Skip to main content

See also:

Chris Christie Exchanged 9-11 Wreckage for Endorsements

Bill Baroni presents a piece of steel from the World Trade Center to the mayor of Secaucus, NJ
Bill Baroni presents a piece of steel from the World Trade Center to the mayor of Secaucus, NJBill Baroni presents a piece of steel from the World Trade Center to the mayor of Secaucus, NJ

The New York Times reported Tuesday that Bill Baroni, Chris Christie’s top appointee at the Port Authority, exchanged artifacts from the Twin Towers as politically motivated gifts in an effort to get New Jersey mayors to endorse Chris Christie in the election last year.

The pieces of the twisted and mangled heavy grade steel beams from the World Trade Center are in great demand. Cities from around the world have applied to obtain a piece of the World Trade Center wreckage to use as the centerpiece of their 9-11 memorials.

Outside of the United States, London has the largest piece of steel from the World Trade Center, and it is the centerpiece of the London 9-11 Memorial.

Austin, Texas received a piece of steel from the World Trade Center to display in the 9-11 Memorial at the Austin State Cemetery.

Because the World Trade Center was owned by the Port Authority of New York and New Jersey, the Port Authority controlled the disposition of the steel beams and other wreckage

MSNBC’s Rachel Maddow reported last night that all of the artifacts from the World Trade Center are stored in Hanger #17 at New York City John F. Kennedy International Airport (JFK) in Queens.

To ensure that these sacred artifacts would be used in an appropriate manner, the Port Authority established a vigorous and lengthy application process, managed by career employees of the Port Authority.

Prior to Baroni’s appointment by Christie to be the deputy executive director of the Port Authority, any city or town that wanted to obtain a piece of the World Trade Center wreckage had to apply and go through a long, detailed, time-consuming process to prove to the Port Authority that they should get a piece of the wreckage.

Baroni changed all that, but only for the State of New Jersey. Every other place else in the entire world still had to go through the long detailed process, designed to protect the sacred nature of the relics of the 9-11 attack on the Twin Towers.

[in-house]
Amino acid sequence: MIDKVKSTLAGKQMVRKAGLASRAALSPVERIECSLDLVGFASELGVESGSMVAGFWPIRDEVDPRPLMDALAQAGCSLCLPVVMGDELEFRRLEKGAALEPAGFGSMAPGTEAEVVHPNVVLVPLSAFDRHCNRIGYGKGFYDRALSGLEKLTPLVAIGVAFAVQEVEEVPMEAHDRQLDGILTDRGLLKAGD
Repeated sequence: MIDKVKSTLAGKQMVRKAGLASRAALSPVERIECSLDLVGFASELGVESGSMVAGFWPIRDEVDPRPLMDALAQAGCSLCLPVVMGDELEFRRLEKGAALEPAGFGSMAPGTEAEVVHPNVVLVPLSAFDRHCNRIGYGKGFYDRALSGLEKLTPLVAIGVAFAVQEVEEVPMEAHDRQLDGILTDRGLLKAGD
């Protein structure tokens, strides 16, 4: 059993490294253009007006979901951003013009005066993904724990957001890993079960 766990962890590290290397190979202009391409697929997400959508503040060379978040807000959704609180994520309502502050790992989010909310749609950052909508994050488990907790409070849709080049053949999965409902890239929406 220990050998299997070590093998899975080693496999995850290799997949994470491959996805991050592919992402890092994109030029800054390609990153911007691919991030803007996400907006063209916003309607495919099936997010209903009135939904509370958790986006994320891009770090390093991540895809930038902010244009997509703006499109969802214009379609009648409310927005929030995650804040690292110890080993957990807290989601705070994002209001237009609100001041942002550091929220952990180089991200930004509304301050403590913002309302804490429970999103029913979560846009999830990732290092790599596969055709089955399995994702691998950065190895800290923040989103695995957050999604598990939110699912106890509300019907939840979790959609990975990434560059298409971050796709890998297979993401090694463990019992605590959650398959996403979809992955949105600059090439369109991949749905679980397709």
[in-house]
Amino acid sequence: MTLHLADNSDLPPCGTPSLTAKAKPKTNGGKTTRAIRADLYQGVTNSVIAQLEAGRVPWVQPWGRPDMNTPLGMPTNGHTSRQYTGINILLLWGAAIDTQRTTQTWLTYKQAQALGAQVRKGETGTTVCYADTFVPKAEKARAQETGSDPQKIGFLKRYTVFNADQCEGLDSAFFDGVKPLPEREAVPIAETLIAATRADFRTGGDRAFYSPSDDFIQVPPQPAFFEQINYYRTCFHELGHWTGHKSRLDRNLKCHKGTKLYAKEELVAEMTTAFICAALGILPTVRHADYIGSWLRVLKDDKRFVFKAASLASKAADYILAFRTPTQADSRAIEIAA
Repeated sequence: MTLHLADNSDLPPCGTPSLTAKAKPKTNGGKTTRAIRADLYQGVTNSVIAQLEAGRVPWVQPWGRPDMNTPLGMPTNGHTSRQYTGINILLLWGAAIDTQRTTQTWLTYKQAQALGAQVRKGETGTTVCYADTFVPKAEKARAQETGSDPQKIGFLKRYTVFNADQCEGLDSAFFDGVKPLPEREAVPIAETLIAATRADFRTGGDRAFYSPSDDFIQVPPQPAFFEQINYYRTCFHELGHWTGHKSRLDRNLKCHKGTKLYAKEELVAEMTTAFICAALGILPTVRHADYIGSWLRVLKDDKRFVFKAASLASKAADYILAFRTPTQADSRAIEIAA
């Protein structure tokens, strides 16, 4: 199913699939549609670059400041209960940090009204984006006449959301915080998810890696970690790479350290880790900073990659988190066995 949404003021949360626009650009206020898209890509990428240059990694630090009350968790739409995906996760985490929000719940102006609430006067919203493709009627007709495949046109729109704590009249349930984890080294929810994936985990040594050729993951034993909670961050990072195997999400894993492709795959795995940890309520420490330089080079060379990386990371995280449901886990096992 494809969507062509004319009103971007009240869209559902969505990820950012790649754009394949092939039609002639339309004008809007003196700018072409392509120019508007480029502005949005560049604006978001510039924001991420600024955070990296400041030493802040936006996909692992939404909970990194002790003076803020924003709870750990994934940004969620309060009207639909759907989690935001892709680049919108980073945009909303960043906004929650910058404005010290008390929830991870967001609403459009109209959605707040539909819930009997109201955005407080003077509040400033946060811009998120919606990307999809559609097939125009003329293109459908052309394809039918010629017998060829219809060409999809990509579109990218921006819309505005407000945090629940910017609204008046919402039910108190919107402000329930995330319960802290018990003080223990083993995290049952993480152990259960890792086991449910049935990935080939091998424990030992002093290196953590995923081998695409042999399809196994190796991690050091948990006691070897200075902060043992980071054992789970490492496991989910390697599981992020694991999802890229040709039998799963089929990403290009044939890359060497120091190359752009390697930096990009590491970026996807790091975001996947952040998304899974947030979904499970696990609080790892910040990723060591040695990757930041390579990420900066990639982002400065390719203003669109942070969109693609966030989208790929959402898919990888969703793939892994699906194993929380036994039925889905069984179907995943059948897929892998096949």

But all Mayors of New Jersey towns had to do was get Bill Baroni’s approval; and Baroni used that approval power to get the Mayors to endorse Chris Christie’s re-election campaign in exchange for a piece of steel from the World Trade Center.

Corruption has its own motivations, and one has to thoroughly study that phenomenon and eliminate the foundations that allow corruption to exist.
Eduard Shevardnadze

During Chris Christie re-election campaign, Christie’s staff created a list of the top 100 Mayors of towns in New Jersey whose endorsements Chris Christie wanted to secure during his re-election campaign.

Baroni used his position as the deputy executive director of the Port Authority, to bribe New Jersey Mayors into endorsing Christie in exchange for pieces of steel from the World Trade Center that they could use for their own local 9-11 Memorial.

According to the New York Times, Baroni, as deputy executive director of the Port Authority, presented pieces of steel from the ruins of the World Trade Center to 20 carefully chosen New Jersey mayors whose names were at the top of that list of the 100 Mayors whose endorsements Chris Christie wanted to get.

According the New York Times, “Baroni, often accompanied by Lt. Gov. Kim Guadagno, one of Mr. Christie’s top aides, delivered the World Trade Center steel to communities like Secaucus and Tenafly where the campaign sought endorsements.”

Deborah L. Gramiccioni, who replaced Baroni as the deputy executive director of the Port Authority, has announced that she has cancelled Baroni’s policy, and from now on the towns in New Jersey will have to go through the same process as every other town or city that wants to obtain a piece of the World Trade Center wreckage for use in a 9-11 Memorial.